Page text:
KANSAS CITY, Mo. — In a one-on-one interview with 41 Action News this past weekend, Kansas City, Missouri, Mayor Quinton Lucas expressed frustration and exasperation about the slow progress made in the Jackson County Legislature over the distribution of CARES Act funds to the city.
The city requested more than $54 million to help in its response to the COVID-19 pandemic, laying out how the money will be spent for the health department and other services.
The county said it would distribute about $18 million, calling the initial request "vague" and unable to withstand a federal audit.
Lucas said the need for funds is urgent, and the costs are rising with virus cases rising in the city.
"There are real costs to COVID-19. We have a backlog for some COVID-19 tests in Kansas City of up to 12 days and people call my office, they call the city council, they ask the city what can you do better to make sure that we're getting quick results that we're getting contact tracing that we’re able to open schools, the answer is we need money. And it's not there yet," Mayor Lucas said. "These were dollars that were crafted by the federal government, and actually Washington got something done once and was able to get money to the states and local government jurisdictions, the distribution process out of our counties has been not just less than ideal, but incredibly distressing for the people of Kansas City, particularly in Jackson and Platte counties."
The Jackson County Legislature meets again Monday morning at 10 a.m.
The county received $122 million in CARES Act funds, and Kansas City did not directly get that money from the federal government because it missed the 500,000 population threshold set by the law.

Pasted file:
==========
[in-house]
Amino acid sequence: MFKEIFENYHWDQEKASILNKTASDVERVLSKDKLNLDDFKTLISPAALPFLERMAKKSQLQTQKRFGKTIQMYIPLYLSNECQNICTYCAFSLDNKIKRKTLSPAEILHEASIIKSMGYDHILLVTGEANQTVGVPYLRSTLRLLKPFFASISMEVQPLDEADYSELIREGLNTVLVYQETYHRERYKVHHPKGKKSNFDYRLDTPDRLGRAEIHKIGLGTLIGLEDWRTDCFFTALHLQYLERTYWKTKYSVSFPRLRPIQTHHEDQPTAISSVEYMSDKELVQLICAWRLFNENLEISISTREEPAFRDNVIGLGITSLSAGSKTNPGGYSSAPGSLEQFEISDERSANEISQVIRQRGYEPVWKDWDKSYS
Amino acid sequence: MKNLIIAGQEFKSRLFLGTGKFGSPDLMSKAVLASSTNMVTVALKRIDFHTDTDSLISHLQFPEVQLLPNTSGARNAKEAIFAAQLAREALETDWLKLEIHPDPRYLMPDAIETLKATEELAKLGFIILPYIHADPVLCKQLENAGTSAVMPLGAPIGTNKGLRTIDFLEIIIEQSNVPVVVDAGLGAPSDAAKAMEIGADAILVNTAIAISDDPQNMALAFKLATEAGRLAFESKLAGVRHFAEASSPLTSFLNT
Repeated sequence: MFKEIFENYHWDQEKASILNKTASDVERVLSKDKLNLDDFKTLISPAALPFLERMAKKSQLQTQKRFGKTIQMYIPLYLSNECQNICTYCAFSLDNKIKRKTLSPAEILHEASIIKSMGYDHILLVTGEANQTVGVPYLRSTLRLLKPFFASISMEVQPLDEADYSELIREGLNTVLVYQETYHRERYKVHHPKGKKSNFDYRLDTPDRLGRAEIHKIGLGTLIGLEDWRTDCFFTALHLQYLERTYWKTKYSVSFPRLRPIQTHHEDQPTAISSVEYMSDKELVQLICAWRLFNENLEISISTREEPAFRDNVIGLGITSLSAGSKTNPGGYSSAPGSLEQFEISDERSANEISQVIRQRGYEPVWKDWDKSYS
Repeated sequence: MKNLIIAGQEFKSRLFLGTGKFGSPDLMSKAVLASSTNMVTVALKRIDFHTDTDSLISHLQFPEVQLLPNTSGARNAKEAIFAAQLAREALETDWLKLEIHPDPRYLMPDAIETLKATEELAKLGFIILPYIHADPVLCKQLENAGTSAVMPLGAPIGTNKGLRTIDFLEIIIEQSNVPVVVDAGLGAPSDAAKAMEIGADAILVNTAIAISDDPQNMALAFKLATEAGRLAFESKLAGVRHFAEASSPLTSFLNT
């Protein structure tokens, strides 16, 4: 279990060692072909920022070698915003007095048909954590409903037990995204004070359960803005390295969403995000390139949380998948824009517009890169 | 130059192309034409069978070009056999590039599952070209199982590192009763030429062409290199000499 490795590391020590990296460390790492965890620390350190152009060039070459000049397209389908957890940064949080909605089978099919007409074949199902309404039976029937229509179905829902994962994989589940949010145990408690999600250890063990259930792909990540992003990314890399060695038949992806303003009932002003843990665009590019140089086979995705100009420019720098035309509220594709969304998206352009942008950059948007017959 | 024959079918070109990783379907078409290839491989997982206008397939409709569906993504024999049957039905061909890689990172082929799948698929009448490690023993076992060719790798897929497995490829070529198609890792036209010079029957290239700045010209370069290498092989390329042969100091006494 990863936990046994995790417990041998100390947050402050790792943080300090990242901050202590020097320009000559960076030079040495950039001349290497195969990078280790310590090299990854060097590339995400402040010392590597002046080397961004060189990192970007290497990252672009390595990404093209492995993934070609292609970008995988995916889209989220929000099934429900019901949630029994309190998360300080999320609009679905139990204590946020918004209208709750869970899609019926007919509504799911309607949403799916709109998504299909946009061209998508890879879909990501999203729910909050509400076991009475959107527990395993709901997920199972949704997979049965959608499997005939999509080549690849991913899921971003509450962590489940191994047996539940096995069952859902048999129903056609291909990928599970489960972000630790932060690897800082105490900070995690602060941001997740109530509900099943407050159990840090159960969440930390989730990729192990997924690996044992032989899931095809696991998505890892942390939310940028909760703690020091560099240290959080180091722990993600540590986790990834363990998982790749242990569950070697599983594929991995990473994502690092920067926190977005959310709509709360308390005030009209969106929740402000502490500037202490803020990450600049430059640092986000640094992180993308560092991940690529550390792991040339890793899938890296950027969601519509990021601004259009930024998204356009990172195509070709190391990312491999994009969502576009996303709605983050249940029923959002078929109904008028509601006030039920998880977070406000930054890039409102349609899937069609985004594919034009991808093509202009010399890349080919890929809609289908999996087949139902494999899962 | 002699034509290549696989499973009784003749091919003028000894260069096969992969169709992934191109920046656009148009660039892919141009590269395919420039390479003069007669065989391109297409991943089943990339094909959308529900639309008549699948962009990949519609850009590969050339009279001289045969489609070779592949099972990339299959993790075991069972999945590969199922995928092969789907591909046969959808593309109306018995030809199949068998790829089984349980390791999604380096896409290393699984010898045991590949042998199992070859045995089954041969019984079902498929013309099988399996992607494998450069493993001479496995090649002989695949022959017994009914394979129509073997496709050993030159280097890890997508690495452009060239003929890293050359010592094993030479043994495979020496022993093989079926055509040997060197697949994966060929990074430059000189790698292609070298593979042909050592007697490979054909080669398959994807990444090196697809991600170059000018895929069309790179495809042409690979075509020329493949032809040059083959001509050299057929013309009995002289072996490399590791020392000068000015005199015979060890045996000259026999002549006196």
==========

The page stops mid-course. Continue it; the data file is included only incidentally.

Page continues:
With the city's population dispersed across multiple counties, City Hall is at the mercy of county legislatures to distribute those funds.
"You don't want your doctors practicing medicine defensively. You don't want your local government practicing its business defensively. You don't want to say, well, we may not have enough money for testing long term. So we're going to release a small number of tests over the next several weeks and months. That's the position we're in right now. This is not money that goes into my pocketbook or helps us just balance the budget, it's instead money that’s essential to address a crisis point that we're in right now in Kansas City, and frankly throughout our region," Lucas said.
Additionally, the city is looking at making significant budget cuts in the midst of the pandemic. City council asked the city manager to craft a plan that would institute a minimum one-week furlough for city employees.
"We are looking to cut about $50 million in this year's city budget. So over the next seven months or so, trying to find those types of cost savings is going to be difficult," Lucas said. "I understand the impact this will have on city employees, their families, our community on service delivery and we thought, rather than broad-based layoffs in any way, would be smarter for us to at least try to do something that could be as pinpointed as possible."